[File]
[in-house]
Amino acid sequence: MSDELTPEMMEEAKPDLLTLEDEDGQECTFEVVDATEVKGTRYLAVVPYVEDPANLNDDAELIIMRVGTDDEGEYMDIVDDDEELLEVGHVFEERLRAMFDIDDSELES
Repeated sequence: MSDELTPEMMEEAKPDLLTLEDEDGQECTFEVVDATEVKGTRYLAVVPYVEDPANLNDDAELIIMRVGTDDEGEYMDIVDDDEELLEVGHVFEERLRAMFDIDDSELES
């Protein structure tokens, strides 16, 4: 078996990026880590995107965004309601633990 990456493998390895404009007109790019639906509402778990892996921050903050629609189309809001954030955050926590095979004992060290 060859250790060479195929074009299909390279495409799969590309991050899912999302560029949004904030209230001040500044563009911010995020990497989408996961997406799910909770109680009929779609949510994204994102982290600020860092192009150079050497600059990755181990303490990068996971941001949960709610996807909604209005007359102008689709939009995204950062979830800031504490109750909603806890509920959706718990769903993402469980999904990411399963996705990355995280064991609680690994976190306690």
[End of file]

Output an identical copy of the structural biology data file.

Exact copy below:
[in-house]
Amino acid sequence: MSDELTPEMMEEAKPDLLTLEDEDGQECTFEVVDATEVKGTRYLAVVPYVEDPANLNDDAELIIMRVGTDDEGEYMDIVDDDEELLEVGHVFEERLRAMFDIDDSELES
Repeated sequence: MSDELTPEMMEEAKPDLLTLEDEDGQECTFEVVDATEVKGTRYLAVVPYVEDPANLNDDAELIIMRVGTDDEGEYMDIVDDDEELLEVGHVFEERLRAMFDIDDSELES
């Protein structure tokens, strides 16, 4: 078996990026880590995107965004309601633990 990456493998390895404009007109790019639906509402778990892996921050903050629609189309809001954030955050926590095979004992060290 060859250790060479195929074009299909390279495409799969590309991050899912999302560029949004904030209230001040500044563009911010995020990497989408996961997406799910909770109680009929779609949510994204994102982290600020860092192009150079050497600059990755181990303490990068996971941001949960709610996807909604209005007359102008689709939009995204950062979830800031504490109750909603806890509920959706718990769903993402469980999904990411399963996705990355995280064991609680690994976190306690």